Decodable Readers vs. Non-Controlled Text: How to Select Classroom Texts Based on the Science of Reading

Savvas Insights Team

What are decodable readers? Learn about multiple text types.

What's the difference between a decodable reader and a non-controlled text, and how can you use each one in your elementary classroom?

As the Science of Reading movement continues to gain more traction across the country, the term "decodable readers" is increasingly being mentioned in discussions around teaching reading. However, not everyone agrees on the benefits of using decodable texts as a valuable learning tool. Many teachers and literacy experts are divided over what is the best text to use for early reading instruction, with some arguing that non-controlled texts are more effective.

No matter which side of the ongoing debate over decodable readers vs. non-controlled texts educational stakeholders align with, they all have one thing in common: wanting to do what is best for students to improve literacy outcomes for all.

Many educators now look to the body research known as the Science of Reading as a guide to inform best instructional practices and educational policies. So, what is that research telling us about how to choose the appropriate instructional text for the classroom?

In this blog we will take an in-depth look at non-controlled and decodable readers in order to better understand what they are and their purpose in classroom instruction. Additionally, we will connect these text types to a new piece of Science of Reading research and what it says about which type of text “best” supports students in reading intervention.

What are Decodable Readers?

Decodable readers, also known as controlled texts, are typically simple pieces of text that are designed for emergent readers and contain phoneme-grapheme correspondences that have been explicitly taught. Generally, these texts follow a sequence that aligns with phonics instruction, meaning simple phonics skills such as VC and CVC words appear first and gradually move to more complex skills such as vowel teams.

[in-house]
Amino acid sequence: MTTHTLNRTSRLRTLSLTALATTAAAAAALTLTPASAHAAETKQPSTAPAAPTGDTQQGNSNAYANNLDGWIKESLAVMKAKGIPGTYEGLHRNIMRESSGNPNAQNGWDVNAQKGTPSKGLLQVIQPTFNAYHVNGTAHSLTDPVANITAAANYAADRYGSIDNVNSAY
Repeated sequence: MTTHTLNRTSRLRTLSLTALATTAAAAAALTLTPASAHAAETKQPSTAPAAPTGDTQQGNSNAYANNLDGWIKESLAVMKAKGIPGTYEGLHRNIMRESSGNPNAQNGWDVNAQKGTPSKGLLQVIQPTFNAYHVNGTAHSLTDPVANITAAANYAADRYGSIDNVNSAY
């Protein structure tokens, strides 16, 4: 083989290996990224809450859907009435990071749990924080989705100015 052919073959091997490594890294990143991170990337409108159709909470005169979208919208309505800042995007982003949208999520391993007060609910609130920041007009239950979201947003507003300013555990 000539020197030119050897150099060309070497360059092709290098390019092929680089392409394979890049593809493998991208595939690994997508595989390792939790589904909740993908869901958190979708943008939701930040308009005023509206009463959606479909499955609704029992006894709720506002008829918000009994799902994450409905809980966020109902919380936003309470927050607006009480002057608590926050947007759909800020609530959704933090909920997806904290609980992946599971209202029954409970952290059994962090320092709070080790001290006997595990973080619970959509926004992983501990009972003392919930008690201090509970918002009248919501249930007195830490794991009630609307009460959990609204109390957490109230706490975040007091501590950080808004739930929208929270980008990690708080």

What are decodable readers? An example of a decodable reader.

Many foundational literacy programs include decodable readers that align with the scope and sequence of their phonics curriculum. These texts can come in both fiction and nonfiction versions, and they often include illustrations or pictures. It should be noted that the pictures in these texts are not meant to support students in decoding individual words — a strategy that is often connected to the three-cueing system — but rather to support reader comprehension and provide a mechanism for students to verify their understanding.

The purpose of decodable readers is to allow beginning readers to practice their decoding skills in connected text. They are often designed as part of systematic phonics instruction, allowing for regular practice with newly learned patterns, as well as spiral review of previously learned patterns.

However, when decodable readers are used beyond explicit and targeted phonics practice for emergent readers, they can become the subject of criticism. Some decodable readers have been criticized as lacking depth and engaging content, as well as misleading students into thinking that all texts are formatted like decodable readers, potentially leading to trouble adapting to the format of the more authentic, non-controlled texts they encounter. Additionally, there is disagreement among the educational community about what percentage of words need to be considered phonetically regular for the text to be called decodable. These concerns have prompted ongoing conversations in both the educational and research communities.

Examples of a decodable reader

Most stakeholders would agree that decodable readers cannot meet all the text needs of beginning readers and they are not designed to be permanent, but rather a scaffold and a tool for practicing beginning reading skills. In Tier 1 instruction, as students master increasingly complex phoneme-grapheme relationships and automaticity within their reading, they should move through the sequence of decodable readers, rely less on this tool as a scaffold, and be able to read non-controlled texts successfully. On an as-needed basis, decodable readers can potentially also be used as an instructional tool for reading intervention to support students working toward cementing their phonics knowledge and word-decoding skills.

What Are Non-Controlled Texts?

Non-controlled texts are reading materials that have not been written to control for specific phonics patterns or word choice. This is the type of text we encounter in authentic literature, textbooks, newspaper articles etc., and includes both phonetically regular and irregular words. Non-controlled texts exist on a readability continuum from simplistic to complex.